Feds Officially Return $3.3M to WTC Treatment Program

Oct. 29, 2020
The FDNY's World Trade Center Treatment Program has officially gotten back over $3.3 million that was erroneously pilfered by the federal government in recent years.

WASHINGTON — The New York City Fire Department's World Trade Center Treatment Program just got its pilfered millions back from the federal government — $3,363,931.72, to be exact.

That news comes from a letter sent to Rep. Pete King, R- N.Y., from Treasury Secretary Steve Mnuchin on Wednesday night, finally ending a saga that began years ago with the federal government mysteriously docking payments meant to fund health care for firefighters and EMTs who got sick from serving at ground zero.

Mnuchin wrote he was "very pleased to inform" King that the money was wired to the program's bank account in two payments that very day.

The money started vanishing in 2016, with no explanation to the Fire Department. Treasury officials said the city was notified generally, but when the FDNY's chief medical officer started asking about the missing money, no one could provide an answer.

He finally got a partial one after King started making calls early this year. It turned out the Treasury Department had been taking the money to offset unrelated city Medicare debts at the request of the Centers for Medicare and Medicaid Services. Those debts remain unexplained.

At first, Treasury officials balked at fixing the problem, saying it was up to CMS, although the New York Daily News and lawmakers pointed out a loophole in federal law that lets the Treasury Secretary exempt worthy programs from the debt collector. All Mnuchin needed was to get a go-ahead from CMS.

That finally happened last week, and officials said Friday they would restore the money.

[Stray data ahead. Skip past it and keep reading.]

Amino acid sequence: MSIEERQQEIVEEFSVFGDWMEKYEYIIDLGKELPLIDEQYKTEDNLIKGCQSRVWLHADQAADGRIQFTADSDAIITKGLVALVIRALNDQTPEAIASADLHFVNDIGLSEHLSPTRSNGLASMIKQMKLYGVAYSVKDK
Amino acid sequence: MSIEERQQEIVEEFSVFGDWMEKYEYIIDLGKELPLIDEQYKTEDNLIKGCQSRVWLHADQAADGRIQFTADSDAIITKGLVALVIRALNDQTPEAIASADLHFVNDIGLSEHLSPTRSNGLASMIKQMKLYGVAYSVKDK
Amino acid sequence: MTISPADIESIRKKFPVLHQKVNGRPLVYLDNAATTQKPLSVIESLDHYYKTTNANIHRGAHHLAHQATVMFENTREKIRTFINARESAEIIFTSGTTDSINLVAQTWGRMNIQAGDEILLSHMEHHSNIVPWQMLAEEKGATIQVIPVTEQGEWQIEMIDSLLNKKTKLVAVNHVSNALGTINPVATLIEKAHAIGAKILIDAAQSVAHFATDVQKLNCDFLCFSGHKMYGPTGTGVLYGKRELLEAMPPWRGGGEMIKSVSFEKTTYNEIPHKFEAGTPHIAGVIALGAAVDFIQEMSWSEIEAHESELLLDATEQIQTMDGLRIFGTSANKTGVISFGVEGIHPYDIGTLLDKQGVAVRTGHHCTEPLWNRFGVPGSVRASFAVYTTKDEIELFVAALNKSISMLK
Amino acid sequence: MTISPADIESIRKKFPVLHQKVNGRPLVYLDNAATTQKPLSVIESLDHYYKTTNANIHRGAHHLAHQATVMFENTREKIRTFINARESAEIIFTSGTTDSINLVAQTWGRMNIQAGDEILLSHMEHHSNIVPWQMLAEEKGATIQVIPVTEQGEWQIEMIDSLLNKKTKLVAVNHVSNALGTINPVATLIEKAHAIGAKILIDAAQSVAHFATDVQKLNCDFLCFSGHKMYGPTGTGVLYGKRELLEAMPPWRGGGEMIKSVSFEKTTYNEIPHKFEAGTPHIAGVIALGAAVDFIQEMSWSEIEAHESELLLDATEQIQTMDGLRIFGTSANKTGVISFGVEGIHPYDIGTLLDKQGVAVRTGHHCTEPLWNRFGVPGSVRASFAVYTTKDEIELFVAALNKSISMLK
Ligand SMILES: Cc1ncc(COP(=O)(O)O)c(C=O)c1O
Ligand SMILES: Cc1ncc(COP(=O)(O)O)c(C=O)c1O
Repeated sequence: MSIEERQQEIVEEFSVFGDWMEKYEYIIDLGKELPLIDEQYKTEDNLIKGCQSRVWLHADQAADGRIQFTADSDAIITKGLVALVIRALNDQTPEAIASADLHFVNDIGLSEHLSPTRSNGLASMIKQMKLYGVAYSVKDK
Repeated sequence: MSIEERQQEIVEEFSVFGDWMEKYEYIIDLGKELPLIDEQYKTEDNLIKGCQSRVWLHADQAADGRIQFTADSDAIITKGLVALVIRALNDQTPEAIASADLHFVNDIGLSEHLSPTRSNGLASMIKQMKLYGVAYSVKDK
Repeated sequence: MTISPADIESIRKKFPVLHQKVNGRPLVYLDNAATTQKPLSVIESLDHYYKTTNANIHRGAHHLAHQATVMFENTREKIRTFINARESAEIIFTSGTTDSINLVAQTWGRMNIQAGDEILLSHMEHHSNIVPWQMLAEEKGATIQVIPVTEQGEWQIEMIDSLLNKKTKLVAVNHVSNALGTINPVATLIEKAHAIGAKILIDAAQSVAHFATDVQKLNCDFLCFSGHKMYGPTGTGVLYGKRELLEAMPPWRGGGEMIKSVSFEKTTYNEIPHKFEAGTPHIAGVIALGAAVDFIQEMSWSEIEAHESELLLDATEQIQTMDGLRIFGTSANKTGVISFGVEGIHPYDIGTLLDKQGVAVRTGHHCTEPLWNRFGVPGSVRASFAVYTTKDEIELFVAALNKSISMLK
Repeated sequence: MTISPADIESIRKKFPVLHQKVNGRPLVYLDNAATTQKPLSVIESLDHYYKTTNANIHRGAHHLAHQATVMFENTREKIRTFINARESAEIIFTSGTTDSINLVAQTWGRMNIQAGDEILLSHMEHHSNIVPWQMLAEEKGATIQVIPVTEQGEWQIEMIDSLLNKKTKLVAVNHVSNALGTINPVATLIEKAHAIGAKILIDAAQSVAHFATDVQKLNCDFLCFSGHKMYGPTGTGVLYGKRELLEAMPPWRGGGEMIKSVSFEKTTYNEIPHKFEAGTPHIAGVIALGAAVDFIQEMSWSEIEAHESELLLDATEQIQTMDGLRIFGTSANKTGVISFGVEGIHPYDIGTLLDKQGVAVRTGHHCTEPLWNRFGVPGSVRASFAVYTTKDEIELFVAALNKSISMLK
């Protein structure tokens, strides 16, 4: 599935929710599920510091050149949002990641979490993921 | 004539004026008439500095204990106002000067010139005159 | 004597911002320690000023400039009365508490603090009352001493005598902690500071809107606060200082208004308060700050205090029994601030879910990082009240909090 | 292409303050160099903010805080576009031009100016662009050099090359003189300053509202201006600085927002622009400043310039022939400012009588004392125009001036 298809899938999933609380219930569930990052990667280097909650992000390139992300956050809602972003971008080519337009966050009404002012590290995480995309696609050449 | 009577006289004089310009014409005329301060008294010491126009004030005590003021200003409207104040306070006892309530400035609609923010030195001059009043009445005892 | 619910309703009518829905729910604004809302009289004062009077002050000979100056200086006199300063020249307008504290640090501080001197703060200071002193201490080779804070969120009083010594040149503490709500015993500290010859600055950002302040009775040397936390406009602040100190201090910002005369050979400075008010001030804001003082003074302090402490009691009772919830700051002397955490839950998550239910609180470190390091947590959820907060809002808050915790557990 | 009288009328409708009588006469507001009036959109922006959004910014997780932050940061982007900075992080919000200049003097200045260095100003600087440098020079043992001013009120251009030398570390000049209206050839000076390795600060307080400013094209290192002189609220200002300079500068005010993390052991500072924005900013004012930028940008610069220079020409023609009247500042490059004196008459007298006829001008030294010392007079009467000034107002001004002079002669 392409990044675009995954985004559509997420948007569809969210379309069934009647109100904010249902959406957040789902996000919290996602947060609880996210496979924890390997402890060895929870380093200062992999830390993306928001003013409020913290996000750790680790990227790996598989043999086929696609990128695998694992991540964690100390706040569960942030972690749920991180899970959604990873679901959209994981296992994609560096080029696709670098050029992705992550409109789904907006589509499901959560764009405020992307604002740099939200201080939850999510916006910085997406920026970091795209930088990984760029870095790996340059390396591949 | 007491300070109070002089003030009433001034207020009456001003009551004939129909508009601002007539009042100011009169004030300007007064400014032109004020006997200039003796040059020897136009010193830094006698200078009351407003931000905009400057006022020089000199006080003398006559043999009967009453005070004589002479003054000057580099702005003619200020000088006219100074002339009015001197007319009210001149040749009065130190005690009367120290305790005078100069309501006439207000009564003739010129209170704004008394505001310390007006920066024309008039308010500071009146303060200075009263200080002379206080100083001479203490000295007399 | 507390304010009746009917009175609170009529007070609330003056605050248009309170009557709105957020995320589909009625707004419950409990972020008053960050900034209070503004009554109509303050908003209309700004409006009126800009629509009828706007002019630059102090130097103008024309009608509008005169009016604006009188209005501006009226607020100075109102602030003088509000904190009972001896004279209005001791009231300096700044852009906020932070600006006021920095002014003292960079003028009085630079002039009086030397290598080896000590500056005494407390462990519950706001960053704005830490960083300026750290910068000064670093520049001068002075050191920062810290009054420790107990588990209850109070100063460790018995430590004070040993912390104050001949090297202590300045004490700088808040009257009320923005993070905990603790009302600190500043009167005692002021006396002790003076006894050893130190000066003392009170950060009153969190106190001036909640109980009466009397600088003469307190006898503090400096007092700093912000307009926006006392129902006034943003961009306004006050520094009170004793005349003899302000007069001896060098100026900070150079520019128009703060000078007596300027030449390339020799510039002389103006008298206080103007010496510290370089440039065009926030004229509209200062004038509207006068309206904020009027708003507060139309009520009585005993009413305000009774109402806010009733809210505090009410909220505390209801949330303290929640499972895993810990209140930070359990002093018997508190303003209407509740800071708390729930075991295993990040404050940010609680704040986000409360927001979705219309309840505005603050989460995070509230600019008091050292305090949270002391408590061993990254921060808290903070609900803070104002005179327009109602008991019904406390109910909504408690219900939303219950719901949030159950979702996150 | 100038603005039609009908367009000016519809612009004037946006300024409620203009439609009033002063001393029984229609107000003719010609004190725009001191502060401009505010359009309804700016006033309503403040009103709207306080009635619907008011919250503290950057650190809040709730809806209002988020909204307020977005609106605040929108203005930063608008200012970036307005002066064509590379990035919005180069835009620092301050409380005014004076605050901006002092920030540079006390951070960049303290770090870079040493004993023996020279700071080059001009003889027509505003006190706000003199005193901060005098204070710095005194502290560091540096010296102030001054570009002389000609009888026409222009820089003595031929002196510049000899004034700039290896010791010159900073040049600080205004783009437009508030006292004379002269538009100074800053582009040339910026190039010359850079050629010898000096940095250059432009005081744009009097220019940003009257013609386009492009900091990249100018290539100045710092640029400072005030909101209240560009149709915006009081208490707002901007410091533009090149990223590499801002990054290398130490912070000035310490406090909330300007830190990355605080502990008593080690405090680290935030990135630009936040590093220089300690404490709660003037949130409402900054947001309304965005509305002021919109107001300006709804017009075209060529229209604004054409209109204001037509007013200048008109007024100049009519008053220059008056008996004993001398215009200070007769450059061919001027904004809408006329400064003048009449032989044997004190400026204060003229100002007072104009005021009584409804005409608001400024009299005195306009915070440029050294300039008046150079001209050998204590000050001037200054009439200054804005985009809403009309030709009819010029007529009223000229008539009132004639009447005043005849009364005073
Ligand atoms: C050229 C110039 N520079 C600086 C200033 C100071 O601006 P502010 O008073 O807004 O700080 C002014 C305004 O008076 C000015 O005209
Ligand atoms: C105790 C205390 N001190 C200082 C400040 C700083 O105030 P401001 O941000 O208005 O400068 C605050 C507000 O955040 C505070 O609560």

But just earlier this month, Mnuchin had sent a letter to New York City Mayor Bill de Blasio saying the city should pay the money back, and that if it didn't the Treasury Department would redirect future federal payments from other city health programs to make it up.

The solution Mnuchin revealed lies somewhere in the middle. The Fire Department is getting the money upfront, but the city will still be on the hook for the debts.

"Those debts will now be reinstated and collected in the ordinary course by offsetting future federal payments to the NYC government," Mnuchin wrote. "The debts of the NYC government should not be borne by New York's Bravest."

King was pleased with the result, although he was not sure why it took so long, or why the 17,000 current and retired Fire Department employees had to worry for a month and a half that their health program wouldn't be fully funded.

"To me, this was some middle-level decision made somewhere, and it's just hard to move the bureaucracy," King said. "It was like you were one bureaucrat, they were another, and they're fighting over some obscure issue instead of human beings."

"People were definitely worried about this, and they have enough on their minds," King added.

While the bureaucrats dithered, the issue got escalated to the chairmen of the Ways and Means Committee, which oversees Treasury, and the Energy and Commerce Committee, which oversees CMS.

Ways and Means Chairman Rep. Richie Neal, D- Mass., called it a "bureaucratic run-around that never should've been able to happen in the first place. The heroic members of FDNY, who put their lives on the line on 9/11, are owed a debt of gratitude by all and shouldn't have to worry about the funding for the mental and physical health services they are rightly owed."

Energy and Commerce Chairman Rep. Frank Pallone, D- N.J., credited pressure from Congress and media scrutiny with swaying Team Mnuchin. "They've come to their senses, and funding is on the way," he said.

The return of the money means Prezant can move to hire staff for 21 vacant positions he was not able to fill while the cash was missing.

"With the return of these hard-fought-for dollars to our WTC Health Program at FDNY, the City now has the funding to fill the positions we need to continue providing WTC-related health care to our firefighters, EMTs and paramedics who risked their life on 9/11," Prezant said.


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